The political digital world is up in arms over Google’s newly announced changes to the ways the world’s most powerful advertising network will let political advertisers target messages. But whether or not Google’s targeting changes are good or fair, what do they mean for the way we’re going to run election ads this cycle?
Now, it’s too early to know for sure what the full impact of all these changes will be. But these are the three most important implications we see right now:
Balanced targeting approaches are now even more important.
We’ve always advised clients to avoid over-relying on voter-file matching, and that’s even more important now that so much matchable inventory is going away. Lookalike targeting and third-party audience targeting as part of broad, multi-channel media plans will become more important moving forward, but the difference should be one of degree for anyone using balanced media plans, not type.
It’s more important than ever to find creative that really works.
Truly effective content grounded in psychology, linguistics, and iterative optimization will move target voters while minimizing backlash among potentially hostile voters. Without being able to rely on microtargeting to find audiences receptive to your messaging, it will become more important to find messaging that moves the audiences you’re reaching.
YouTube may play a less prominent role in future media plans.
YouTube’s reach and pricing for unskippable video remain competitive compared to other premium publishers and its video optimization capabilities mean it will remain an attractive option for persuasion, mobilization, brand-building, and list building. But with only the more basic targeting functionality available to political advertisers, it won’t make sense for media plans to rely as heavily on YouTube anymore.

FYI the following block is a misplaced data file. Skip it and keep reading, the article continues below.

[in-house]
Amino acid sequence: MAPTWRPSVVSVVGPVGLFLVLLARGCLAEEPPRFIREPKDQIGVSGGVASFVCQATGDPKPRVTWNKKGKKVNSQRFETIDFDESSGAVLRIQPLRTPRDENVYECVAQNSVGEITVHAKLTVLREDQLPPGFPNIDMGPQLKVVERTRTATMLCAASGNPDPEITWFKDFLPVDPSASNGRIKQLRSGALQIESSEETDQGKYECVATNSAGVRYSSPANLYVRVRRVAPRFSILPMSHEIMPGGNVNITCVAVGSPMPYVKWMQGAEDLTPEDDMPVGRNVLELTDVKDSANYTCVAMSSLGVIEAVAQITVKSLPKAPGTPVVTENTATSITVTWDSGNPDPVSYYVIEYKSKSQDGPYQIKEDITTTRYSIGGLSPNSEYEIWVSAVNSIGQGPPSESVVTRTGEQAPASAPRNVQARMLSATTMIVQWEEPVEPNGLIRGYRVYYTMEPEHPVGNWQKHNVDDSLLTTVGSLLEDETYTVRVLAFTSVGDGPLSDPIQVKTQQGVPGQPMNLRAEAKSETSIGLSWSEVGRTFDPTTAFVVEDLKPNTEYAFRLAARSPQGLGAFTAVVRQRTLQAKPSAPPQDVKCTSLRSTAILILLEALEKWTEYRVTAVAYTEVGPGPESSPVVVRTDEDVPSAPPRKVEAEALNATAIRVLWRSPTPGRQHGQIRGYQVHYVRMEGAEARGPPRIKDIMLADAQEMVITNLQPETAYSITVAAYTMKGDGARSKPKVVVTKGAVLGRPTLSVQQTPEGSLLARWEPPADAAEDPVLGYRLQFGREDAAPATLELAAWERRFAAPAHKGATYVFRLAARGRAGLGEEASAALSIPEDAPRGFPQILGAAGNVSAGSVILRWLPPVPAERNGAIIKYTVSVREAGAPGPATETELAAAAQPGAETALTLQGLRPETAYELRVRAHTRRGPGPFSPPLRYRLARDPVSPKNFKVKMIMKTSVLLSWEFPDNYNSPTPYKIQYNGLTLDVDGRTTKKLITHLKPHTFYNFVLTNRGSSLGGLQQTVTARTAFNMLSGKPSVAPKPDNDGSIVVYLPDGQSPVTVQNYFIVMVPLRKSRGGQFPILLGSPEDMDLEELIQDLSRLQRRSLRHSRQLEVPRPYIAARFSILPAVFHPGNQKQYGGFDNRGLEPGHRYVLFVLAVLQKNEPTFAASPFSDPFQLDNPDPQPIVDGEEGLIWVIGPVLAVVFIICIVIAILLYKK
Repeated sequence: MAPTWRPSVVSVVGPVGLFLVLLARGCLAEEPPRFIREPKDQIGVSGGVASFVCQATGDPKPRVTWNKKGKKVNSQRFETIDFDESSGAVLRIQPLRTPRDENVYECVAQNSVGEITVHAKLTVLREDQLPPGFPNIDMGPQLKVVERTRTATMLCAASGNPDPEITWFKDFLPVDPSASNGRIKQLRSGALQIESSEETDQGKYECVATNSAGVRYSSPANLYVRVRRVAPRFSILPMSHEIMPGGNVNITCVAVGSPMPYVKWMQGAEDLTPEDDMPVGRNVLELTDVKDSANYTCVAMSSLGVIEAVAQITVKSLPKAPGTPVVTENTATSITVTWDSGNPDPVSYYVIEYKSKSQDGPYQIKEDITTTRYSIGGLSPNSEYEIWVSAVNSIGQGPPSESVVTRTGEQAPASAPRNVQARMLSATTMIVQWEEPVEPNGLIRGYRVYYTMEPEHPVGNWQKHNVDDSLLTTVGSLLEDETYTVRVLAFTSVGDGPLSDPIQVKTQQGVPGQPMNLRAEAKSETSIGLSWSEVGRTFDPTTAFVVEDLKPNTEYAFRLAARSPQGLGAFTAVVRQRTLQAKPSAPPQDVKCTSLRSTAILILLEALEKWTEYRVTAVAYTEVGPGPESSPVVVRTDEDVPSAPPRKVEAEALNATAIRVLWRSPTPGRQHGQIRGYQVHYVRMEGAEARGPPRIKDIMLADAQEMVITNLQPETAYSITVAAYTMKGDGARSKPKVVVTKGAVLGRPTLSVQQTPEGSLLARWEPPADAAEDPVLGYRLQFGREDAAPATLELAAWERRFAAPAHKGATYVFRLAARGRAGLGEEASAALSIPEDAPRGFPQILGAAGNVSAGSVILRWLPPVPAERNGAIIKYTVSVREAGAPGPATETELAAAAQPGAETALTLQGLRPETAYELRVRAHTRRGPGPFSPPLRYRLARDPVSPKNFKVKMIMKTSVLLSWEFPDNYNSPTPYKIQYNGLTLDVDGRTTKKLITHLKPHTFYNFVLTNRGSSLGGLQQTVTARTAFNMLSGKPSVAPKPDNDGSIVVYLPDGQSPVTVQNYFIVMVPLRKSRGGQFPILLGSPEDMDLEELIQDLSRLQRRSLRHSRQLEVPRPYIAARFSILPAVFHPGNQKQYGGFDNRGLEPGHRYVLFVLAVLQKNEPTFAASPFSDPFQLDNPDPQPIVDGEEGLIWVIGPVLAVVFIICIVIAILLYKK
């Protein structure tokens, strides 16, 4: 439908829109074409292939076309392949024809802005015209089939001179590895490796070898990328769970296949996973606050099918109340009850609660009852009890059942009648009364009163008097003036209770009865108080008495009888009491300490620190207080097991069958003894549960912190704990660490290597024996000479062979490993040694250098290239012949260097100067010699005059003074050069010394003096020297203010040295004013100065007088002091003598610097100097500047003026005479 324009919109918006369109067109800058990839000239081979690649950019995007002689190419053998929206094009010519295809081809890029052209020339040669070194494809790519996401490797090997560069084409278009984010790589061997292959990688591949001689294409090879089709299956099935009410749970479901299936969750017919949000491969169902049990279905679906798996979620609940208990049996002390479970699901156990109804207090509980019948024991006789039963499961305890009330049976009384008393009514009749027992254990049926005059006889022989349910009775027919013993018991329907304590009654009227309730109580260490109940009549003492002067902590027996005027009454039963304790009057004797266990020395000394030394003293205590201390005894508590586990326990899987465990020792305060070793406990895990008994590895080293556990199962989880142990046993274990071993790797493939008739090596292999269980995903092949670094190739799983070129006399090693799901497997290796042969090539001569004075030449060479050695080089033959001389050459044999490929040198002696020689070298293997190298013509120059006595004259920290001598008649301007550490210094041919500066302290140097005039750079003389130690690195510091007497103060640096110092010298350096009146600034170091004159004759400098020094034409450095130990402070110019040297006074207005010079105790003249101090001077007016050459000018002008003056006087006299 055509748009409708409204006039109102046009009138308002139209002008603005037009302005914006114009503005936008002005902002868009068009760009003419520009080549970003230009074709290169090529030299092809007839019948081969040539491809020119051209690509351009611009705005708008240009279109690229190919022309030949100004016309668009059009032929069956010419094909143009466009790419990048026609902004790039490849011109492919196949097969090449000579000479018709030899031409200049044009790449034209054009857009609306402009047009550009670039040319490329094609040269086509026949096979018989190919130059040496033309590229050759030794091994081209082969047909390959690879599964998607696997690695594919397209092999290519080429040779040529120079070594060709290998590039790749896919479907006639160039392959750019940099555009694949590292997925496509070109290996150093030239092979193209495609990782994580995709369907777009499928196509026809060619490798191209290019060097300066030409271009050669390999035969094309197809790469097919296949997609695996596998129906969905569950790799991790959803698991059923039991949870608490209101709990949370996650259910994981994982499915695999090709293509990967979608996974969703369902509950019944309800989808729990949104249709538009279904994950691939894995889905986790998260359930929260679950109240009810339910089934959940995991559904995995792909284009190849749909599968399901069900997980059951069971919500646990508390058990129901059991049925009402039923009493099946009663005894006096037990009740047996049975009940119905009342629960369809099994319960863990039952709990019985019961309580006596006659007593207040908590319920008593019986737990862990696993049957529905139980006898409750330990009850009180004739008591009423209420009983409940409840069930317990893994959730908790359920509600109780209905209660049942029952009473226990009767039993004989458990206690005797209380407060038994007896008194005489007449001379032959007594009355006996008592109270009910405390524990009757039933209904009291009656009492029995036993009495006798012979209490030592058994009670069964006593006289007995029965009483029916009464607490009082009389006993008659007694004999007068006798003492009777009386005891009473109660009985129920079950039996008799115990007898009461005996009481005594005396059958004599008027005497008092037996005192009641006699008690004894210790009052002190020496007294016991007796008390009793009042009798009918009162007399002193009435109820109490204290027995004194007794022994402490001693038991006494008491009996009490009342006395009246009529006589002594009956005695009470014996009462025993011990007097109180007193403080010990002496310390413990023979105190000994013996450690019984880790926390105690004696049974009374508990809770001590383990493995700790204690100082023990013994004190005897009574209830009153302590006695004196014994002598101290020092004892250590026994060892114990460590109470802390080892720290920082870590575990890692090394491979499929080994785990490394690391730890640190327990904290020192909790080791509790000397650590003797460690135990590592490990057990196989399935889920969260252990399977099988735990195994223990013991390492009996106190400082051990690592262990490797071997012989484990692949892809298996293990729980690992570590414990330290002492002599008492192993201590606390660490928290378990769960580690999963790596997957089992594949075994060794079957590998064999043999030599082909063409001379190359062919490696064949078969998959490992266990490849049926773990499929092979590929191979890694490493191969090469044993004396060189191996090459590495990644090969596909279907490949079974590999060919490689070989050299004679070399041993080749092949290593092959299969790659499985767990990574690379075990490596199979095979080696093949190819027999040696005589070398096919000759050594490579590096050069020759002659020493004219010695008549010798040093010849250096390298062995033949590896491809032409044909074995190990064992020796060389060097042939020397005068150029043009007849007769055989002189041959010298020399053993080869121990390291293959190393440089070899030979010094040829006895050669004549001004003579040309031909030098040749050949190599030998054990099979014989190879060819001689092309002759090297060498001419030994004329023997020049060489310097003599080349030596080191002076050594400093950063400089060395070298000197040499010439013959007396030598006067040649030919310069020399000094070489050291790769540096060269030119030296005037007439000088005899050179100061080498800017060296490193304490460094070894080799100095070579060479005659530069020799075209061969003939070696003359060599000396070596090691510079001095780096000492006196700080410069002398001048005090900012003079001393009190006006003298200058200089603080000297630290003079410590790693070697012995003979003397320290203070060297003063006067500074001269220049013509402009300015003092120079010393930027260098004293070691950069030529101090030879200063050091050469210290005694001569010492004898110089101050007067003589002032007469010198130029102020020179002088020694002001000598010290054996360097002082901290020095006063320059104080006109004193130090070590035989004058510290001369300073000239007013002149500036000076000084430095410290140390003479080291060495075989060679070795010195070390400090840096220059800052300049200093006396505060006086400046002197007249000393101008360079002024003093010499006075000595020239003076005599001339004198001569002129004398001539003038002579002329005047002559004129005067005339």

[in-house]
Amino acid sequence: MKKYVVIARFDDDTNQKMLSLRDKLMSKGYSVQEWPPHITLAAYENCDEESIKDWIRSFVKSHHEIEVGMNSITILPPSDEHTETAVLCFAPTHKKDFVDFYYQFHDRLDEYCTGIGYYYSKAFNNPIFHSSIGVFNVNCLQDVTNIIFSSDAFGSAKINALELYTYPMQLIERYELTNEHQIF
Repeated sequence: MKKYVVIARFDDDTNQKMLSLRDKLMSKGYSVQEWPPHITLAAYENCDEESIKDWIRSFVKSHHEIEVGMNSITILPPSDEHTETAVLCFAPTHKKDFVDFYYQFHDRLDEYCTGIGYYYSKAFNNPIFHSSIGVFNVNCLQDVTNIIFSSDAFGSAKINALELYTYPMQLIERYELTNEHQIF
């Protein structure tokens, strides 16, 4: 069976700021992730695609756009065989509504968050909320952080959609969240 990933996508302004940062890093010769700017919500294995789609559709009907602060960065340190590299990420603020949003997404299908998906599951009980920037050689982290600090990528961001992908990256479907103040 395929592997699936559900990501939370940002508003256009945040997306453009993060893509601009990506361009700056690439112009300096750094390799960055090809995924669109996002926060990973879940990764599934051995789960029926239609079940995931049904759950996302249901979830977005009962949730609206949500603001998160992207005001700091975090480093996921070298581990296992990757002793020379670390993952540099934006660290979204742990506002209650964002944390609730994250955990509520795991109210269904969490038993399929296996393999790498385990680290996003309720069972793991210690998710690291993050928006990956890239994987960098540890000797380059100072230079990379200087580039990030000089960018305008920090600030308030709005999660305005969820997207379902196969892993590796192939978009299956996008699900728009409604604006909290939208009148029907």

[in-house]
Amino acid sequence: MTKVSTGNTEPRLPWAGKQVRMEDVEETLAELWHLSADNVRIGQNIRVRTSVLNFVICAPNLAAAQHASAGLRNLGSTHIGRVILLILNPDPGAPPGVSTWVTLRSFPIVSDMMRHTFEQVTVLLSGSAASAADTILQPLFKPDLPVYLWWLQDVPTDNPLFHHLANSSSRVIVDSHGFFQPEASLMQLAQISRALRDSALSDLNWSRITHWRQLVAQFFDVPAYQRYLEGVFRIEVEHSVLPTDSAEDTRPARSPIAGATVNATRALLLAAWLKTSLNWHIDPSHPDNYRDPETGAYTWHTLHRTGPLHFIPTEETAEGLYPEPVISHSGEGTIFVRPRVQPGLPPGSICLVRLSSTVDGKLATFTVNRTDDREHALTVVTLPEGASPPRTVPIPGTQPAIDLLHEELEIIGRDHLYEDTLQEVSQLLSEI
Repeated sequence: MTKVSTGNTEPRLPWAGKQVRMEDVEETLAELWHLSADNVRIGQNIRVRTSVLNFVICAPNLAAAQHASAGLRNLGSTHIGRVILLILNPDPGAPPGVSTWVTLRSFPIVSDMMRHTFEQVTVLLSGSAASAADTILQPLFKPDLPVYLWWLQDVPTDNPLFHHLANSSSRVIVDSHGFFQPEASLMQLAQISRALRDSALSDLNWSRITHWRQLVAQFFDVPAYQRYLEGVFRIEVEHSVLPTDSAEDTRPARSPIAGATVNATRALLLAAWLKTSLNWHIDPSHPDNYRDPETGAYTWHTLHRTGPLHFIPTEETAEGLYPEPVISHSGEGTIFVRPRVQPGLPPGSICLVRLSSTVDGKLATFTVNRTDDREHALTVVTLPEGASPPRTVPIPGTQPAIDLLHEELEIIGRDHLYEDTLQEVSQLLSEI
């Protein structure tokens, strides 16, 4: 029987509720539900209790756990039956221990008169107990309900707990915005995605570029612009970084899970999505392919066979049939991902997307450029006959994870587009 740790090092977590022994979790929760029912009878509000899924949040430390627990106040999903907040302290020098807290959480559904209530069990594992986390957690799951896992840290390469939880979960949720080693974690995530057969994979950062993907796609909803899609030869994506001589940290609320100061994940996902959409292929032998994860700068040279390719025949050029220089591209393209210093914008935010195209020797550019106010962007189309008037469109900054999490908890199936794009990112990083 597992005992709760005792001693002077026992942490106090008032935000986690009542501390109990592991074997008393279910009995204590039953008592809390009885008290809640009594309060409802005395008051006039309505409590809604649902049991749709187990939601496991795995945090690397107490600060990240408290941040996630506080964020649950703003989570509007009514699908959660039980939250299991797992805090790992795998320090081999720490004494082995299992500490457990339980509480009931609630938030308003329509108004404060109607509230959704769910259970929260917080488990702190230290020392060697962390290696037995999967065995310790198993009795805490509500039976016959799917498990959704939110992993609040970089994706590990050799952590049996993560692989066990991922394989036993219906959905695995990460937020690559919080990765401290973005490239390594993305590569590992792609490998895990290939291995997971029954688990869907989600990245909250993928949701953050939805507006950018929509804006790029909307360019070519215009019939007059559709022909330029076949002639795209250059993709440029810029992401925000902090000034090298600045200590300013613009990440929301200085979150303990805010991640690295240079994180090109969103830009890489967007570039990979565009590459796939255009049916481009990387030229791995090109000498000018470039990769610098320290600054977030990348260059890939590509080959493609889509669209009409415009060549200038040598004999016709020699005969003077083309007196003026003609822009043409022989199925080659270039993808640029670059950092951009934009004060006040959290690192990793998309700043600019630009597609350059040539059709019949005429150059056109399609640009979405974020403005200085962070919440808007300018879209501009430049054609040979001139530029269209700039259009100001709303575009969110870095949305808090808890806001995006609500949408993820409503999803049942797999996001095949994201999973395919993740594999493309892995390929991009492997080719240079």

Meanwhile, we’ve identified three main takeaways from the announcement itself:
Voter file-matched targeting is going away on Google.
It will survive on some programmatic networks (at least for a couple more years) and Facebook — at least for now, but Google’s own native and programmatic offerings were a big chunk of previously available matchable inventory. This is a major blow to media strategies that relied disproportionately on matching, no doubt.
Affinity targeting and remarketing are also going away.
Affinity targeting isn’t something many political advertisers have used extensively in the past since it’s so oriented toward commercial advertising needs. But it always provided a handy way to help weed hardcore Republicans out of Democratic programs and the like.
Remarketing could also be useful in certain situations, but most campaigns below the statewide level would have had trouble building up a big enough audience to get much use out of it anyway.
Other important capabilities aren’t going anywhere for now.
Age, gender, geo, placement, topic, and contextual targeting options are still available to political advertisers, and these are important tools that have always formed the foundation of our media plans for clients. Other important tools, such as Brand Lift for measurement, also aren’t going anywhere.
All in all, Google’s targeting changes are shaping up to require some adjustments for many political advertisers. But those adjustments aren’t shaping up to be a death sentence for digital ads or Democrats’ ability to compete.
Brian O’Grady is a principal at Clarify Agency, a full-service Democratic digital firm. He specializes in digital advertising as well as messaging and media planning.